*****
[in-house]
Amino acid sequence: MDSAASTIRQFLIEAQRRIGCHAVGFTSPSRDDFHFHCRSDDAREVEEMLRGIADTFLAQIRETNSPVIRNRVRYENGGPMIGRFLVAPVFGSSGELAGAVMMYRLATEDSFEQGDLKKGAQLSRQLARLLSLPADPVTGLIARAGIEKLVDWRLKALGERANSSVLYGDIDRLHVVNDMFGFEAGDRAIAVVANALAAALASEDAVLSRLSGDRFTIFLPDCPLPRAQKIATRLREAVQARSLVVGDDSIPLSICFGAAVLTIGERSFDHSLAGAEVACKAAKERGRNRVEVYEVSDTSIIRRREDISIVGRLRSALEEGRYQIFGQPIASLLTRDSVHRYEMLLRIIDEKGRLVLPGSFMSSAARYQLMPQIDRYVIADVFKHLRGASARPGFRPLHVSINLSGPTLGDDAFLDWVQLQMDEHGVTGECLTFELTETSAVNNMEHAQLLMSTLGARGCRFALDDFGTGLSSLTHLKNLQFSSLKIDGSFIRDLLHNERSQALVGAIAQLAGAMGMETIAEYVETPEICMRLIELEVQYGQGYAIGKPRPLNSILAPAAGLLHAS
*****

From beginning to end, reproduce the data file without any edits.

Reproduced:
[in-house]
Amino acid sequence: MDSAASTIRQFLIEAQRRIGCHAVGFTSPSRDDFHFHCRSDDAREVEEMLRGIADTFLAQIRETNSPVIRNRVRYENGGPMIGRFLVAPVFGSSGELAGAVMMYRLATEDSFEQGDLKKGAQLSRQLARLLSLPADPVTGLIARAGIEKLVDWRLKALGERANSSVLYGDIDRLHVVNDMFGFEAGDRAIAVVANALAAALASEDAVLSRLSGDRFTIFLPDCPLPRAQKIATRLREAVQARSLVVGDDSIPLSICFGAAVLTIGERSFDHSLAGAEVACKAAKERGRNRVEVYEVSDTSIIRRREDISIVGRLRSALEEGRYQIFGQPIASLLTRDSVHRYEMLLRIIDEKGRLVLPGSFMSSAARYQLMPQIDRYVIADVFKHLRGASARPGFRPLHVSINLSGPTLGDDAFLDWVQLQMDEHGVTGECLTFELTETSAVNNMEHAQLLMSTLGARGCRFALDDFGTGLSSLTHLKNLQFSSLKIDGSFIRDLLHNERSQALVGAIAQLAGAMGMETIAEYVETPEICMRLIELEVQYGQGYAIGKPRPLNSILAPAAGLLHAS